We're very excited with the Spring integration in Activiti. You can configure your process engine in a Spring context like this:
<bean id="dataSource" class="org.springframework.jdbc.datasource.TransactionAwareDataSourceProxy">

<bean id="transactionManager" class="org.springframework.jdbc.datasource.DataSourceTransactionManager">
<property name="dataSource" ref="dataSource" />

<bean id="processEngine" class="org.activiti.spring.ProcessEngineFactoryBean">
<property name="databaseType" value="h2" />
<property name="dataSource" ref="dataSource" />
<property name="transactionManager" ref="transactionManager" />
<property name="dbSchemaStrategy" value="drop-create" />
<property name="deploymentResources" value="classpath*:/org/activiti/spring/test/autodeploy.*.bpmn20.xml" />

<bean id="repositoryService" factory-bean="processEngine" factory-method="getRepositoryService" />
<bean id="runtimeService" factory-bean="processEngine" factory-method="getRuntimeService" />
<bean id="taskService" factory-bean="processEngine" factory-method="getTaskService" />
<bean id="historyService" factory-bean="processEngine" factory-method="getHistoryService" />
<bean id="managementService" factory-bean="processEngine" factory-method="getManagementService" />
Beans can then be referenced just like process variables from expressions --even with parameters-- in the process like this:
<serviceTask id="createLoanRequest"
activiti:expression="${loanRequestBean.newLoanRequest(customerName, amount)}"
Highlights of this release:
  • Activiti Probe added Job and Deployment management
  • Event listeners
  • Query for process instances based on variable values
  • Parameterized method expressions
  • History details and audit capabilities
  • Extracted FormService and improved flexible form handling
  • Activiti config file from properties to xml
  • PostgreSQL en Oracle support
  • Improved DB performance by fine tuning indexes
  • Check out all 62 Jira issues of this release

By now, you should be as excited as we are about the release. I won't keep you longer in suspension and share the download link now: Go get it!

Friday, 1 October 2010

Activiti Focus On The Alfresco DevCons

There's going to be a lot of focus on Activiti in the Alfresco Developer Conferences. There's one in Paris October 20-21 and one in New York Nov 3-4. So those are ideal opportunities to learn more about the new BPMN 2.0 Apache licensed Activiti project.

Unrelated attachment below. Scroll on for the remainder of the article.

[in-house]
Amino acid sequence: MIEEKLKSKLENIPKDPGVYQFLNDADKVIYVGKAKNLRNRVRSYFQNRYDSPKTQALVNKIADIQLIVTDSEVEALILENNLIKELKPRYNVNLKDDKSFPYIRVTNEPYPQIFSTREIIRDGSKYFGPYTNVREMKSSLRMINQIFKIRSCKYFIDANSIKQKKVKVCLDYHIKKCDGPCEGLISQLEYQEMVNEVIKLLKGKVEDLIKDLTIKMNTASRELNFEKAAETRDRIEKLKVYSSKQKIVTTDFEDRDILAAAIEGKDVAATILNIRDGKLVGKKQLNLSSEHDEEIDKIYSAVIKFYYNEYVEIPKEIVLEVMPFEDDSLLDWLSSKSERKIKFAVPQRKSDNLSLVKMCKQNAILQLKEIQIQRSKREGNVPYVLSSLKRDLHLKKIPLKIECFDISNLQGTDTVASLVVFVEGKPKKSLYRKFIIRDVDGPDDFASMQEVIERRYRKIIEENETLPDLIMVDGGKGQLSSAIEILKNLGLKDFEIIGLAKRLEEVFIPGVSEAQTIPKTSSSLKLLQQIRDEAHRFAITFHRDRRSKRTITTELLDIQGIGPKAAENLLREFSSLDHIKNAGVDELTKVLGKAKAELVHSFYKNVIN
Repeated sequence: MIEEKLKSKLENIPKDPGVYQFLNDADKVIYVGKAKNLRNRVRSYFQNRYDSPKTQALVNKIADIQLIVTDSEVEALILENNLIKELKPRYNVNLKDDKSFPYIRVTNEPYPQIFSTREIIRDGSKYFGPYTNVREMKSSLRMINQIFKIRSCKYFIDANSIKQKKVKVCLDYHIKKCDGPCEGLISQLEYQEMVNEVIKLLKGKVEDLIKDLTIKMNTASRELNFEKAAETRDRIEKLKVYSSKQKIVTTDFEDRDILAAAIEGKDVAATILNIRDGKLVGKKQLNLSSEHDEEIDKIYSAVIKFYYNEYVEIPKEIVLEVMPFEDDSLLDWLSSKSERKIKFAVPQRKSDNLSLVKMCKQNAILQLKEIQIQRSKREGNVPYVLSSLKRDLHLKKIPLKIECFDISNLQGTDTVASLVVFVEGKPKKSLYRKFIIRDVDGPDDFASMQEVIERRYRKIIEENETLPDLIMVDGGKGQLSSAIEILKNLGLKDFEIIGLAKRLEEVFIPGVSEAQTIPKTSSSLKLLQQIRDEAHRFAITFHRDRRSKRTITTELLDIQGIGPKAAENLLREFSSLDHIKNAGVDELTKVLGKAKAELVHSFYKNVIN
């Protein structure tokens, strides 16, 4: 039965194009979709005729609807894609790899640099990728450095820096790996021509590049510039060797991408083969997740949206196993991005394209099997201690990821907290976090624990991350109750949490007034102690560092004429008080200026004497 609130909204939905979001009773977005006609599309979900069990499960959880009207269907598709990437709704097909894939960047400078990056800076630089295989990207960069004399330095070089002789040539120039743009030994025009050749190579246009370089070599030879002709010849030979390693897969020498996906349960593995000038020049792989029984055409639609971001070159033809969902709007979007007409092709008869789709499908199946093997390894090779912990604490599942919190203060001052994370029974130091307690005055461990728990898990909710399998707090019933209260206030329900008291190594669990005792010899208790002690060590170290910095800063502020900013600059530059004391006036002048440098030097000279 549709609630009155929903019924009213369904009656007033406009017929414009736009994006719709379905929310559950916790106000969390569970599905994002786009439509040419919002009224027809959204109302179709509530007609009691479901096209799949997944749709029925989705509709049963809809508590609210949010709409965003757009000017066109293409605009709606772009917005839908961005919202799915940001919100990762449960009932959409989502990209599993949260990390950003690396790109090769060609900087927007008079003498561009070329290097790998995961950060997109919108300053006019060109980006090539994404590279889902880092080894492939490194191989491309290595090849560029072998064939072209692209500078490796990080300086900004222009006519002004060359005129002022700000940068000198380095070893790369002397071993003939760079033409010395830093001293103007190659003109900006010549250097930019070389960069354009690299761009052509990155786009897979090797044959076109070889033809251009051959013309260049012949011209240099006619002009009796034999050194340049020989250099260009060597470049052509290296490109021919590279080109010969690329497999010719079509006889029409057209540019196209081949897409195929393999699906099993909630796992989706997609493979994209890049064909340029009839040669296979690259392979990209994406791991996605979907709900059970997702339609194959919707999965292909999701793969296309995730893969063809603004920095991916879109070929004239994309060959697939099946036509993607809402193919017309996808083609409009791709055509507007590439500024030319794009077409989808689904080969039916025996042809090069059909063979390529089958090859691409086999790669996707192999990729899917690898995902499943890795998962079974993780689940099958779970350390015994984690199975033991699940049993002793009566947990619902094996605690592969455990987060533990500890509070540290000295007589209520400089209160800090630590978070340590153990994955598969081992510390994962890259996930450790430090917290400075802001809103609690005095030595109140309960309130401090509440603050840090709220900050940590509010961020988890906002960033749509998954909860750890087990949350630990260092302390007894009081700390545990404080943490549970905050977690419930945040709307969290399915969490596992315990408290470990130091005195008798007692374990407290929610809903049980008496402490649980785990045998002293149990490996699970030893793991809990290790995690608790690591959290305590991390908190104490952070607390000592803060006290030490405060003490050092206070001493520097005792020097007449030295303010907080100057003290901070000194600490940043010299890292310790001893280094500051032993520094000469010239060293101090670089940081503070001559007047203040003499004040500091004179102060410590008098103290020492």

Use this special discount code for the Activiti community to get a 25% discount: AlfMeetup10

Thursday, 30 September 2010

Activiti 5.0.beta2 Released

After a really exciting and productive month, we're proud to present Activiti 5.0.beta2:
  • Added Activiti Designer, an eclipse plugin for process authoring targetted for developers
    • Design BPMN processes grafically: start event, end event, sequence flow, parallel gateway, exclusive gateway, embedded subprocess, script task, user task and service task.
    • Generate JUnit test case by right click on the process in the package explorer
    • Run the JUnit test with an embedded h2 database
    • Configure Java class for a service task
    • Configure assignee or candidate for a user task
    • Configure script with a script task
  • Added DB support for MySQL and PostgreSQL
  • Activiti Modeler and Activiti Engine are now synced on the final BPMN 2.0 specification
  • New improved version of Activiti Modeler
  • Loads of Activiti Cycle improvements
  • Added JDK 5 compatibility
  • Added history activity instances
  • Added unit testing support
  • Added email support and receive activity
  • Added optimistic locking for out-of-the-box clustering support
  • Added more query APIs
  • Minor API cleanup
Download Activiti 5.0.beta2 or browse the userguide or the javadocs.